“Knowing yourself is the beginning of all wisdom.”

-Aristotle

 

Over the past few weeks, I have been waxing eloquent on the subject of self-awareness, knowledge, and recognizing one’s own lackings thereto. Last week, we discussed the Value of Not Knowing; that followed the prior week’s discussion of why I don’t bother guessing a monthly NFP number.

Today, I want to discuss Self-Enlightenment — why understanding yourself is so important to investors. This isn’t a Zen discussion of achieving a higher sense of oneness with the universe; rather, it is an explanation as to why knowing what it is you actually know, understanding what you don’t know, and having a high level of recognition of the danger when you think you know (but really don’t) is so crucial.

Those of you have seen our “Brain on Stocks” presentations know that MetaCognition is an important part of understanding. You also know that a significant part of expertise is the intense understanding of one’s own skills and limitations. The other side of Dunning Kruger effect — which we have discussed repeatedly — is that the amateur and the unskilled participant are stunningly unaware of their own inferior knowledge and skill set. They do not know what they do not know — often, fatally so.

So perhaps the best question we can ask of an investment manager (or an investor can ask themselves) is not “How Smart Are You?” Rather, it is “How’s your MetaCognition?” How self-enlightened are you? How well do you understand what you don’t know?”

From Socrates to Plato to Aristotle, metacognition was an important part of Greek philosophy. Socrates perhaps most famously declared “I only know that I know nothing;” He was perhaps the first human to wax eloquent on metacognition. It may be counter-intuitive, but understanding one’s own ignorance is the first step to attaining knowledge.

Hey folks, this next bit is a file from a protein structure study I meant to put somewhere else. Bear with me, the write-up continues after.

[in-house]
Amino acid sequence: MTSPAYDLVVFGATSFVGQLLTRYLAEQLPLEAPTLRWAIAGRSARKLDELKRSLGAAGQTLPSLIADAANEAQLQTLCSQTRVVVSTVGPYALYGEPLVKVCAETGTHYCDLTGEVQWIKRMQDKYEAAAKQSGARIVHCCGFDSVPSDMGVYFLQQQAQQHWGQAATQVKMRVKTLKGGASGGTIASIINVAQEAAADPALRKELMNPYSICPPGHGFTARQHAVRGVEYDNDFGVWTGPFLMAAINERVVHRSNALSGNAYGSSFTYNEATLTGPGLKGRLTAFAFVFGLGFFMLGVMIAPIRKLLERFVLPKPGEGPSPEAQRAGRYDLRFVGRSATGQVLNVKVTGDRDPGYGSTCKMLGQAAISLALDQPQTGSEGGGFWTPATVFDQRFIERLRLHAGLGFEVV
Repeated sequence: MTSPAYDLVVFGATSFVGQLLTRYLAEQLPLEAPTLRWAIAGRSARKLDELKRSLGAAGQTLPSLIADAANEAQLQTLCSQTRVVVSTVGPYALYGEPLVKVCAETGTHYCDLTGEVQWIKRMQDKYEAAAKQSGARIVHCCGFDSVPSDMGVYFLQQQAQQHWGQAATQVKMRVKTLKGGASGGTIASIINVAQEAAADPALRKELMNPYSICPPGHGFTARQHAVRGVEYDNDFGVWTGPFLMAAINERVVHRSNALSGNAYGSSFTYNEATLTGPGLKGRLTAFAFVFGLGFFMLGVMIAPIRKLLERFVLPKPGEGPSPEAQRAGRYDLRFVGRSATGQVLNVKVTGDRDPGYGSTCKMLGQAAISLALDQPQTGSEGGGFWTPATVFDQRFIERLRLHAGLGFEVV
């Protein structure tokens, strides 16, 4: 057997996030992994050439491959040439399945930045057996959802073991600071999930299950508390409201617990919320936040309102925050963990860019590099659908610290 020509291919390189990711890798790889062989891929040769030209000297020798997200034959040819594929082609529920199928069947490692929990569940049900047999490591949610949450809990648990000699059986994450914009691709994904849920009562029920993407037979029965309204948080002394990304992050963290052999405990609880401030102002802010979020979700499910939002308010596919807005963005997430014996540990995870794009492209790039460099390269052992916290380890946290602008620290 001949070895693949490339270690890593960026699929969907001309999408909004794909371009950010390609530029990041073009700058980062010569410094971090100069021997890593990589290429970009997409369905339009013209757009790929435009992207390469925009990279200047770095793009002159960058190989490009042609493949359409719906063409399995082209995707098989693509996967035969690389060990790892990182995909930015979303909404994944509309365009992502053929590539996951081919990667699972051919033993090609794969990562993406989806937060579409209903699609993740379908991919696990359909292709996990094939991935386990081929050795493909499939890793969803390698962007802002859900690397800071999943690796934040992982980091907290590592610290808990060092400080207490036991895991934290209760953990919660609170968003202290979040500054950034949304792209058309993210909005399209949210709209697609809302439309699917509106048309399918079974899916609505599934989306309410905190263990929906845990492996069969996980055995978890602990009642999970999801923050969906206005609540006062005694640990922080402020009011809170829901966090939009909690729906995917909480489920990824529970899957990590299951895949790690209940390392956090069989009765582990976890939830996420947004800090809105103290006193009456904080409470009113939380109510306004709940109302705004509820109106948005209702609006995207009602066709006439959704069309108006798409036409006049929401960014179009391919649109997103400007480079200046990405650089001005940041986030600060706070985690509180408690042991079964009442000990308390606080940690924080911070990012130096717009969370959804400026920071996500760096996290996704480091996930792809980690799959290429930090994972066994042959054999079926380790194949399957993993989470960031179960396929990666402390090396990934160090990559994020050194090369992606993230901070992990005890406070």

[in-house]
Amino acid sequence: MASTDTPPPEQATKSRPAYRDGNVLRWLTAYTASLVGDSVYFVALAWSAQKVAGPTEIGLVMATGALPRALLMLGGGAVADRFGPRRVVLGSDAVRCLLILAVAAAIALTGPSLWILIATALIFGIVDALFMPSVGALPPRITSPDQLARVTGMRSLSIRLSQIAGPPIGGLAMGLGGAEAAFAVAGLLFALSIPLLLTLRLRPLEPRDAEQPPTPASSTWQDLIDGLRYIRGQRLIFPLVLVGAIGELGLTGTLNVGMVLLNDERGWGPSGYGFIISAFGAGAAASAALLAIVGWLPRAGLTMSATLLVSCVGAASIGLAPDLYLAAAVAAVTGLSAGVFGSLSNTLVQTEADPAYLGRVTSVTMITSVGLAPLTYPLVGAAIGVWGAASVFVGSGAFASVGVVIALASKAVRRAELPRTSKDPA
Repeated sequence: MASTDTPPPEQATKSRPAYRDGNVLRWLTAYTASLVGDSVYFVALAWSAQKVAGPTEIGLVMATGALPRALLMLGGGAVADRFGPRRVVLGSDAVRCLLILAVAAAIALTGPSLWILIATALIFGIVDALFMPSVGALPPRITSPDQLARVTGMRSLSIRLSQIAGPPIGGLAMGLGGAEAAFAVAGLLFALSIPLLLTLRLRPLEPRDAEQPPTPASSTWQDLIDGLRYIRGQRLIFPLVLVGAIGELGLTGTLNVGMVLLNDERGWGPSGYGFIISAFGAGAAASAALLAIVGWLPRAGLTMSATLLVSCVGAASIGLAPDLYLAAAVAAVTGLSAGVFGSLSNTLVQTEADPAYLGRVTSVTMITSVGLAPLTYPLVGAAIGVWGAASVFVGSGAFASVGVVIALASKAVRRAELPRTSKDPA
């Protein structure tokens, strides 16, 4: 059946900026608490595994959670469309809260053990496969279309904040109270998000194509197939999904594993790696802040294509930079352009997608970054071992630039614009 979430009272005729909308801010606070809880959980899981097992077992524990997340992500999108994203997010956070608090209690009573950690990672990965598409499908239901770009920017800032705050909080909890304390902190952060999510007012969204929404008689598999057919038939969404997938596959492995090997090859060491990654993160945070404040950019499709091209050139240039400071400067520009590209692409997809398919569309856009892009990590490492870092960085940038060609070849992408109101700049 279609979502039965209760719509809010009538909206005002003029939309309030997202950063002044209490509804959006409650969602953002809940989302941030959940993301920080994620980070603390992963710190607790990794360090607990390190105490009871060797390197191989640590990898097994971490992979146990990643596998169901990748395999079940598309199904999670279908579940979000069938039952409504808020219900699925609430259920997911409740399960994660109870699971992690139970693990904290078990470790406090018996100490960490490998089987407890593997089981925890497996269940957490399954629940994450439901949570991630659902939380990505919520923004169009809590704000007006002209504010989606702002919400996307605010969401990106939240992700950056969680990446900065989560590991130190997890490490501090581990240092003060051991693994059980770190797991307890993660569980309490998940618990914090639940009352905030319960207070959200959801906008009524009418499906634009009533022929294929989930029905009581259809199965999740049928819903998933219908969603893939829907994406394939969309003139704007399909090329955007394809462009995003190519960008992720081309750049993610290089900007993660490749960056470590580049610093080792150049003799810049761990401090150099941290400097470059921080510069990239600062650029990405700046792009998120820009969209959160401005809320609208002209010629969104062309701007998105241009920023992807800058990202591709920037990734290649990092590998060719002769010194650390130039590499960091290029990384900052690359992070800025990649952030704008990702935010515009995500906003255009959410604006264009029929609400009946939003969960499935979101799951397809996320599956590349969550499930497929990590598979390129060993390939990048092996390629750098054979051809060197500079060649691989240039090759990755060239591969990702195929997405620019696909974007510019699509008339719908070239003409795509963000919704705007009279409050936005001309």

Perhaps Shakespeare put it best in As You Like It: “The fool doth think he is wise, but the wise man, knows himself to be a fool.”

How’s your metacognition?

 

Category: Philosophy, Psychology

Please use the comments to demonstrate your own ignorance, unfamiliarity with empirical data and lack of respect for scientific knowledge. Be sure to create straw men and argue against things I have neither said nor implied. If you could repeat previously discredited memes or steer the conversation into irrelevant, off topic discussions, it would be appreciated. Lastly, kindly forgo all civility in your discourse . . . you are, after all, anonymous.

13 Responses to “How’s Your MetaCognition?”

  1. Liquidity Trader says:

    Haven’t commented in a while but I am loving this series.

    Please keep these Friday philosophical digressions going . . .

  2. rd says:

    My biggest concern about Larry Summers as Fed chair as he would probably believe that your post does not apply to him.

    I could see him taking the country over a financial cliff like in the Rebel Without a Cause scene where he does not believe the country’s leather coat will get caught during the exit process.

  3. Petey Wheatstraw says:

    The bottom line truth is that we do know nothing (although we perceive and believe many things). We can’t even prove we exist. Impractical, but absolutely true.

    As far as I can tell, everything I perceive might actually be a projection. Maybe you are all figments of my imagination, and me, of yours.

    Coffee seems real, though.

  4. CSF says:

    Long before Don Rumsfeld was mocked by his critics, the phrase “unknown unknowns” was common in the military. Clausewitz emphasized that war is chaotic and unpredictable, creating a “fog of uncertainty.” A successful commander embraces this uncertainty by always trying to understand what he doesn’t know so he can adapt to the evolving threats.

  5. Sovavia says:

    My favorite saying from Socrates on this topic: I neither know nor pretend to know.

    We often pretend to know things, and then realize it ain’t necessarily so, because they are subject to change. The best example today is risk aversion, the expansion and reduction in the PE multiple. Another is the rise of intangibles in the economy, which may affect GDP, price-to-book values and the Q ratio.